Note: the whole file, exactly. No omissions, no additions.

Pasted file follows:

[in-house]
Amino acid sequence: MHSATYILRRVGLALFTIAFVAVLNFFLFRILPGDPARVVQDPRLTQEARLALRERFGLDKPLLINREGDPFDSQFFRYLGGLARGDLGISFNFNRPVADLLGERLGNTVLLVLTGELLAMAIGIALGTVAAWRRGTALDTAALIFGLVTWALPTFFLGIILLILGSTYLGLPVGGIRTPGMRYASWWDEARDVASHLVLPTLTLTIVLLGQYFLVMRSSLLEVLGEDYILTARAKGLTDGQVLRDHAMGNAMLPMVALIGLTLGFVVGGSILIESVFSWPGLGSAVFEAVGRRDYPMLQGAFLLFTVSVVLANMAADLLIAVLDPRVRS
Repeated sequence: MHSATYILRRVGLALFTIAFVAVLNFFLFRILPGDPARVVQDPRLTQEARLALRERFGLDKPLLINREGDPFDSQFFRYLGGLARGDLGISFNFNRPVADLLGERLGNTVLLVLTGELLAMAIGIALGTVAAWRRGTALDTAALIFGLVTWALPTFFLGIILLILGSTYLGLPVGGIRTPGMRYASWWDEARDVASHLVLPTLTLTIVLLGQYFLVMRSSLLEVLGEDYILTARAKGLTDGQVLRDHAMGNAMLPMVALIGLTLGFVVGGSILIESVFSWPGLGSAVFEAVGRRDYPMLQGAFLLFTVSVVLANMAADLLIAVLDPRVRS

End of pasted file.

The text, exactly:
[in-house]
Amino acid sequence: MHSATYILRRVGLALFTIAFVAVLNFFLFRILPGDPARVVQDPRLTQEARLALRERFGLDKPLLINREGDPFDSQFFRYLGGLARGDLGISFNFNRPVADLLGERLGNTVLLVLTGELLAMAIGIALGTVAAWRRGTALDTAALIFGLVTWALPTFFLGIILLILGSTYLGLPVGGIRTPGMRYASWWDEARDVASHLVLPTLTLTIVLLGQYFLVMRSSLLEVLGEDYILTARAKGLTDGQVLRDHAMGNAMLPMVALIGLTLGFVVGGSILIESVFSWPGLGSAVFEAVGRRDYPMLQGAFLLFTVSVVLANMAADLLIAVLDPRVRS
Repeated sequence: MHSATYILRRVGLALFTIAFVAVLNFFLFRILPGDPARVVQDPRLTQEARLALRERFGLDKPLLINREGDPFDSQFFRYLGGLARGDLGISFNFNRPVADLLGERLGNTVLLVLTGELLAMAIGIALGTVAAWRRGTALDTAALIFGLVTWALPTFFLGIILLILGSTYLGLPVGGIRTPGMRYASWWDEARDVASHLVLPTLTLTIVLLGQYFLVMRSSLLEVLGEDYILTARAKGLTDGQVLRDHAMGNAMLPMVALIGLTLGFVVGGSILIESVFSWPGLGSAVFEAVGRRDYPMLQGAFLLFTVSVVLANMAADLLIAVLDPRVRS